The signals first heard late Saturday and early Sunday had sparked hopes of a breakthrough in the search for Flight 370, but Angus Houston, the retired Australian air chief marshal leading the search far off western Australia, said listening equipment on the ship Ocean Shield has picked up no trace of the sounds since then.
Finding the sound again is crucial to narrowing the search area so a submarine can be deployed to chart a potential debris field on the sea floor. If the autonomous sub were used now with the sparse data collected so far, covering all the potential places from which the pings might have come would take many days.
“It’s literally crawling at the bottom of the ocean so it’s going to take a long, long time,” Houston said.
The locator beacons on the black boxes have a battery life of only about a month – and Tuesday marked exactly one month since the plane vanished. Once the beacons blink off, locating the black boxes in such deep water would be an immensely difficult, if not impossible, task.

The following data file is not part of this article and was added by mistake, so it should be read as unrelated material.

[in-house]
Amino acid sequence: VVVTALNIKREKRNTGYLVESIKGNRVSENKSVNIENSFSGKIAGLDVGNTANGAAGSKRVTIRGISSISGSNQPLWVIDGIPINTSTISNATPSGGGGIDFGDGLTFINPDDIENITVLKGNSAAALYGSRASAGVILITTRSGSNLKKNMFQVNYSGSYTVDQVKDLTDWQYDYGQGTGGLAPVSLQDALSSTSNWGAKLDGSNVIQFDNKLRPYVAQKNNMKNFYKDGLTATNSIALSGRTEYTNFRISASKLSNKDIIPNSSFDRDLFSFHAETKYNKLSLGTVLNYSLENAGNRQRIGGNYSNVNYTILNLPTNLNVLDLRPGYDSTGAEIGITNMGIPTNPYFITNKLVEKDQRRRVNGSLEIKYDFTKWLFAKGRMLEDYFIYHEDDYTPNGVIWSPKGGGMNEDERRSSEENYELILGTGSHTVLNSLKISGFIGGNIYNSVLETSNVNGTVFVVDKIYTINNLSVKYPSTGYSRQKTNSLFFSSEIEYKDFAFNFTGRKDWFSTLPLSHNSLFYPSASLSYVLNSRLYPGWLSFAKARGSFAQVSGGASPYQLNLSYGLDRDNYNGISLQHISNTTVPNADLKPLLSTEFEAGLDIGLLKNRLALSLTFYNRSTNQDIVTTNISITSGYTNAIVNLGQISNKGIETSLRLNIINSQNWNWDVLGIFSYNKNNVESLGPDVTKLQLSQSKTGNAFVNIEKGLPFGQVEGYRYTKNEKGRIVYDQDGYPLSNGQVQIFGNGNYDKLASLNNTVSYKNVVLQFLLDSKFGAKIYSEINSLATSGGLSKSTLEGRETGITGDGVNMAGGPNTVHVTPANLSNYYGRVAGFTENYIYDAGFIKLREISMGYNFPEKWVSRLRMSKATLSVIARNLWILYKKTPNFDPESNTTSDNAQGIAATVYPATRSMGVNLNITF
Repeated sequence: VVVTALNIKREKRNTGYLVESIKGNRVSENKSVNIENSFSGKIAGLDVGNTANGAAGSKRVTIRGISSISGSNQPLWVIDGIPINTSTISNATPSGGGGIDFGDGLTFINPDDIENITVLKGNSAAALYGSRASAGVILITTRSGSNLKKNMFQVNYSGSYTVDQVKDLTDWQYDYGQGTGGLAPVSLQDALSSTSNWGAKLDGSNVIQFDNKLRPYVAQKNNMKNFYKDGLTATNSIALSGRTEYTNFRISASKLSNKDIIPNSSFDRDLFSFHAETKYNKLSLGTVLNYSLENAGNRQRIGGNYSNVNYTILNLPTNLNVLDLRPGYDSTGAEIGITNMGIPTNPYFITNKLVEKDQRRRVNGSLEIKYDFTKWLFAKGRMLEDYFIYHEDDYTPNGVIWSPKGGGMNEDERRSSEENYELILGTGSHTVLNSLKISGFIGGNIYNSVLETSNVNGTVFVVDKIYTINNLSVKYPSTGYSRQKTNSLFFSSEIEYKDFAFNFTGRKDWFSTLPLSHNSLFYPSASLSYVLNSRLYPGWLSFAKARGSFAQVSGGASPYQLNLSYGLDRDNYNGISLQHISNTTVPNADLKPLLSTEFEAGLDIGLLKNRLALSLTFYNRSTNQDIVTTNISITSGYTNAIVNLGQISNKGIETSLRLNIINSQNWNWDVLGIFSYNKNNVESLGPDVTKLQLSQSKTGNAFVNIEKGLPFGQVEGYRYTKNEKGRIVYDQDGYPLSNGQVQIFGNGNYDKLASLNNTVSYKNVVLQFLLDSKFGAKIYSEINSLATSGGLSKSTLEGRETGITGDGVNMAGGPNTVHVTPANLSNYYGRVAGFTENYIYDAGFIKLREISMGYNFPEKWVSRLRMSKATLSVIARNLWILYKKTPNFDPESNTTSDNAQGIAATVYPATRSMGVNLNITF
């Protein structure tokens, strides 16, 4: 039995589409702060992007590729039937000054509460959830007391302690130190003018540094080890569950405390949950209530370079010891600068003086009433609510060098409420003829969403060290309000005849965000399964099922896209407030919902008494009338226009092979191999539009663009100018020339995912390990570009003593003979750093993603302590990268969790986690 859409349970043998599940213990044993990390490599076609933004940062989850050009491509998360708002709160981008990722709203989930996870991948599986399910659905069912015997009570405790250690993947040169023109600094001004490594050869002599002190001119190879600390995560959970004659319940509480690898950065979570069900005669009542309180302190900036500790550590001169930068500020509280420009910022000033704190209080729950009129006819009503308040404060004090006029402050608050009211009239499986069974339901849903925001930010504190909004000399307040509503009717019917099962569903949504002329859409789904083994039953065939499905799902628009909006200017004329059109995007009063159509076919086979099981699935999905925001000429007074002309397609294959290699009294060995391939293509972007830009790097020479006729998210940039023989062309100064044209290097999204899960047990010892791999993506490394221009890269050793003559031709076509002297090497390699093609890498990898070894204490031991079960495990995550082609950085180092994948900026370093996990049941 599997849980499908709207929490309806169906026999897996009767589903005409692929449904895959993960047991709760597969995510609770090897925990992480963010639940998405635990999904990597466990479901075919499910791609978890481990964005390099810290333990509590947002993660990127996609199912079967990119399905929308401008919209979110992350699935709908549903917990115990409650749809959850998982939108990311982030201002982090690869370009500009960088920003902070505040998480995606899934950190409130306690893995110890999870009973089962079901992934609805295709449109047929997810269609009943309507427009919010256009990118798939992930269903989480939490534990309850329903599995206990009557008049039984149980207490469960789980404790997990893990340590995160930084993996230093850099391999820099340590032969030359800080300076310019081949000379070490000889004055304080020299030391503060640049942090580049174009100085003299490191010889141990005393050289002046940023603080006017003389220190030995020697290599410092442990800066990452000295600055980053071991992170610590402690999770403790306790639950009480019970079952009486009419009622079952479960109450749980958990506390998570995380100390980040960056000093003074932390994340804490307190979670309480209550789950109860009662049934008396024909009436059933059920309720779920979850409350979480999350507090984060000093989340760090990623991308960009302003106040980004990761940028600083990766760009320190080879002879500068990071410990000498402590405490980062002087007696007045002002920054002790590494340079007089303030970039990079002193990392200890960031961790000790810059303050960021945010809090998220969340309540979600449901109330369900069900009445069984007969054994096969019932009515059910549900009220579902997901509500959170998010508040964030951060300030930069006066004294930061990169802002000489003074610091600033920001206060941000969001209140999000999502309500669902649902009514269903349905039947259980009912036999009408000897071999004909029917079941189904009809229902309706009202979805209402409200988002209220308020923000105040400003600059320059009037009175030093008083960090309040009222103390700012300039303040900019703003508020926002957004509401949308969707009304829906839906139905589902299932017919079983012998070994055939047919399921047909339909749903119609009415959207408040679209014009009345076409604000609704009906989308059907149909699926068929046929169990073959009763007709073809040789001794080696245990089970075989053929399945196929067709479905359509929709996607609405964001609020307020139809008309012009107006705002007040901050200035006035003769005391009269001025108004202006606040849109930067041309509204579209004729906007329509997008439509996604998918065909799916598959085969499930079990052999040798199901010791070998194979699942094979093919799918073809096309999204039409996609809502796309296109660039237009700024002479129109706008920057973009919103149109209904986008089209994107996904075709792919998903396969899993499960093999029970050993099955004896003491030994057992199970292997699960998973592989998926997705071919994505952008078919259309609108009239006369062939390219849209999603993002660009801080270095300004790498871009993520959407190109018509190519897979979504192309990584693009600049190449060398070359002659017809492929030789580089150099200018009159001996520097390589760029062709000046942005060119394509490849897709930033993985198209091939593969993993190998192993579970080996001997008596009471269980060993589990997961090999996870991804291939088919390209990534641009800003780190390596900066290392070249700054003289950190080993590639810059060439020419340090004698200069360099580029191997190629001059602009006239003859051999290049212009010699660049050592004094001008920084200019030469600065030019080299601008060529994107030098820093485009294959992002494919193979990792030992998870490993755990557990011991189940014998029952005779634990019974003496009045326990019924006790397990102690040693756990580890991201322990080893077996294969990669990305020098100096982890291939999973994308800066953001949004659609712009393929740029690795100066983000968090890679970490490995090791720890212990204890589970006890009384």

“There have been no further contacts with any transmission and we need to continue (searching) for several days right up to the point at which there’s absolutely no doubt that the batteries will have expired,” Houston said.
If, by that point, the pinger locator towed by the U.S. Navy has failed to pick up more signals, the sub will be deployed. If it maps out a debris field on the ocean floor, the sonar system on board will be replaced with a camera unit to photograph any wreckage.
Earlier, Australia’s acting prime minister, Warren Truss, had said the Bluefin 21 autonomous sub would be launched on Tuesday, but a spokesman for Truss said later the conflicting information was a misunderstanding, and Truss acknowledged the sub was not being used immediately.
Houston earlier said the two sounds heard Saturday and Sunday are consistent with the pings from an aircraft’s black boxes.
Defense Minister David Johnston called the sounds the most positive lead and said it was being pursued vigorously. Still, officials warned it could take days to determine whether the sounds were connected to the plane that vanished March 8 on a flight from Kuala Lumpur, Malaysia, to Beijing.